Burrill & Company Sees Improving Environment for Life Sciences, but Macroeconomic Threats Persist
SAN FRANCISCO, CA--(Marketwire - Aug 1, 2011) - The July approval of AstraZeneca's blood-thinner Brilinta, a potential blockbuster that will compete against Plavix, marks a milestone for the U.S. Food and Drug Administration. It brings to 21 the total of new drugs approved by the agency this year, a number that equals the total of all new drug approvals in 2010, according Burrill & Company.
"We're on our way to breaking the anemic pace of new drug approvals of recent years, but the problems underlying the relatively low rate of approvals since 2004 still need to be addressed," says G. Steven Burrill, CEO of the San Francisco-based Burrill & Company, a diversified global financial services firm focused on the life sciences industry. "The industry has to reverse a long-term decline in R&D productivity. And the FDA has to find a way to ensure the safety of new drugs while not slowing the introduction of new and needed therapies or creating undue burdens for developers."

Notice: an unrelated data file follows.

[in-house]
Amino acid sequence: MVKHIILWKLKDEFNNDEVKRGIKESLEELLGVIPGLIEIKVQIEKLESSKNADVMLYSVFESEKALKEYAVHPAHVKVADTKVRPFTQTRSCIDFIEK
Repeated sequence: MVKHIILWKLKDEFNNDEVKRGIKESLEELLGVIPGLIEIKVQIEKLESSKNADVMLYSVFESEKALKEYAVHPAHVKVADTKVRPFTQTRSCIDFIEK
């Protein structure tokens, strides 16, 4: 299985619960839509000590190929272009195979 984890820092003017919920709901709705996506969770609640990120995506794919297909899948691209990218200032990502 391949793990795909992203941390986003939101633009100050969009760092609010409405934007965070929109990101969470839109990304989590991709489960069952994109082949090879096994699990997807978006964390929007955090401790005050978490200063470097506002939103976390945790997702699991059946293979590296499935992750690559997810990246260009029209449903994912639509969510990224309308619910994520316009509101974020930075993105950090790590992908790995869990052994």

Already this year, the agency has approved several important new drugs. This includes Vertex Pharmaceutical's hepatitis C drug Incivek; Bristol-Myers Squibb's melanoma drug Yervoy, the first new melanoma drug in 13 years, and the first to extend the lives of patients with late-stage disease; and Human Genome Sciences' lupus drug Benlysta, the first new lupus drug in 50 years. More than a dozen other drug candidates are scheduled for review before year-end, including Seattle Genetics' Adcetris, a first-in-class cancer drug that uses an antibody to target cancer cells with a cytotoxic payload. An FDA advisory panel in July voted to recommend approval for that drug, with an agency decision due before the end of the year.